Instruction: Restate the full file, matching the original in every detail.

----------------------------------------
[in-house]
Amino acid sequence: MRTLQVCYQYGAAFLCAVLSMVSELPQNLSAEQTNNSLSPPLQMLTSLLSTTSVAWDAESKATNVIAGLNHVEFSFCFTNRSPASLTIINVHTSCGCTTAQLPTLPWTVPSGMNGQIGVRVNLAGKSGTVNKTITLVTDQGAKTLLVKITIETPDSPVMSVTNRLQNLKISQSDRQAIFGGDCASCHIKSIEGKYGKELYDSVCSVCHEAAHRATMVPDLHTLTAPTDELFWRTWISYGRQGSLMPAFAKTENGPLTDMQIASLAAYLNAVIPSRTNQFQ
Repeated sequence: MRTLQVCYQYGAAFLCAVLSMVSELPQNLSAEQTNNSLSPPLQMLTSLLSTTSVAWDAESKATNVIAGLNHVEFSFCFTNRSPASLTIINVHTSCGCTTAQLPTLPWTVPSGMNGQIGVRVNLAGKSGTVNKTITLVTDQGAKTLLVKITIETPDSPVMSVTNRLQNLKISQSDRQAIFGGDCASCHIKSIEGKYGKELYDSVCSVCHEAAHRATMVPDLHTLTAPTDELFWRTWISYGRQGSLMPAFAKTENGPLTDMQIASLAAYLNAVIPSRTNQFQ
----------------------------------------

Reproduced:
[in-house]
Amino acid sequence: MRTLQVCYQYGAAFLCAVLSMVSELPQNLSAEQTNNSLSPPLQMLTSLLSTTSVAWDAESKATNVIAGLNHVEFSFCFTNRSPASLTIINVHTSCGCTTAQLPTLPWTVPSGMNGQIGVRVNLAGKSGTVNKTITLVTDQGAKTLLVKITIETPDSPVMSVTNRLQNLKISQSDRQAIFGGDCASCHIKSIEGKYGKELYDSVCSVCHEAAHRATMVPDLHTLTAPTDELFWRTWISYGRQGSLMPAFAKTENGPLTDMQIASLAAYLNAVIPSRTNQFQ
Repeated sequence: MRTLQVCYQYGAAFLCAVLSMVSELPQNLSAEQTNNSLSPPLQMLTSLLSTTSVAWDAESKATNVIAGLNHVEFSFCFTNRSPASLTIINVHTSCGCTTAQLPTLPWTVPSGMNGQIGVRVNLAGKSGTVNKTITLVTDQGAKTLLVKITIETPDSPVMSVTNRLQNLKISQSDRQAIFGGDCASCHIKSIEGKYGKELYDSVCSVCHEAAHRATMVPDLHTLTAPTDELFWRTWISYGRQGSLMPAFAKTENGPLTDMQIASLAAYLNAVIPSRTNQFQ